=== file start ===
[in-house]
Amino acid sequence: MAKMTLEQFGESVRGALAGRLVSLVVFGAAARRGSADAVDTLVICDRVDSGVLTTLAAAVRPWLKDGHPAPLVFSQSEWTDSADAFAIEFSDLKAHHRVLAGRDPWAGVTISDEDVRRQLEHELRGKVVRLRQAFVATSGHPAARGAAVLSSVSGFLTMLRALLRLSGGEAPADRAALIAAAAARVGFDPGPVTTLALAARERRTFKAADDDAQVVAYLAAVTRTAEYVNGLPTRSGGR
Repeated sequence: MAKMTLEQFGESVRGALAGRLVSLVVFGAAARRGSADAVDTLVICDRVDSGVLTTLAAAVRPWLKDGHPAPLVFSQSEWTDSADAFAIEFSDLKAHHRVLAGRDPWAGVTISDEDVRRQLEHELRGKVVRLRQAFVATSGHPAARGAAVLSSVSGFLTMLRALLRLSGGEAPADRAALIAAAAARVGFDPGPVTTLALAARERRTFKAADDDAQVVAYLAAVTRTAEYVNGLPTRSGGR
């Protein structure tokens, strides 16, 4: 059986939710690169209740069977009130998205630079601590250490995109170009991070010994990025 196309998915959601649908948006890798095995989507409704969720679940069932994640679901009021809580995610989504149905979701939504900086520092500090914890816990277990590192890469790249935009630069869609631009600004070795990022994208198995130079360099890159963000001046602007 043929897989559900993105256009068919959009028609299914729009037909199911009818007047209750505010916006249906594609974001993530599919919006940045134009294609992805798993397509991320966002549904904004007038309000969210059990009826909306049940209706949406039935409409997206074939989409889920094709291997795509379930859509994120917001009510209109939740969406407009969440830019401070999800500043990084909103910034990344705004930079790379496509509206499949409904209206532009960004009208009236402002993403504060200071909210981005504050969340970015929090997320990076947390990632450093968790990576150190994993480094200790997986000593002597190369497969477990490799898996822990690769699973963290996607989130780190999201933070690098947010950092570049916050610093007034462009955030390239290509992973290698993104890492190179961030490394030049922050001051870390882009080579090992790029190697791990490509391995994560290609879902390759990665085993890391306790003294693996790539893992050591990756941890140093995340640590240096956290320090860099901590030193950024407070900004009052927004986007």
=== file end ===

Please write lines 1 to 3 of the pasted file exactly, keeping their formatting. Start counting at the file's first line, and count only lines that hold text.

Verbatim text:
[in-house]
Amino acid sequence: MAKMTLEQFGESVRGALAGRLVSLVVFGAAARRGSADAVDTLVICDRVDSGVLTTLAAAVRPWLKDGHPAPLVFSQSEWTDSADAFAIEFSDLKAHHRVLAGRDPWAGVTISDEDVRRQLEHELRGKVVRLRQAFVATSGHPAARGAAVLSSVSGFLTMLRALLRLSGGEAPADRAALIAAAAARVGFDPGPVTTLALAARERRTFKAADDDAQVVAYLAAVTRTAEYVNGLPTRSGGR
Repeated sequence: MAKMTLEQFGESVRGALAGRLVSLVVFGAAARRGSADAVDTLVICDRVDSGVLTTLAAAVRPWLKDGHPAPLVFSQSEWTDSADAFAIEFSDLKAHHRVLAGRDPWAGVTISDEDVRRQLEHELRGKVVRLRQAFVATSGHPAARGAAVLSSVSGFLTMLRALLRLSGGEAPADRAALIAAAAARVGFDPGPVTTLALAARERRTFKAADDDAQVVAYLAAVTRTAEYVNGLPTRSGGR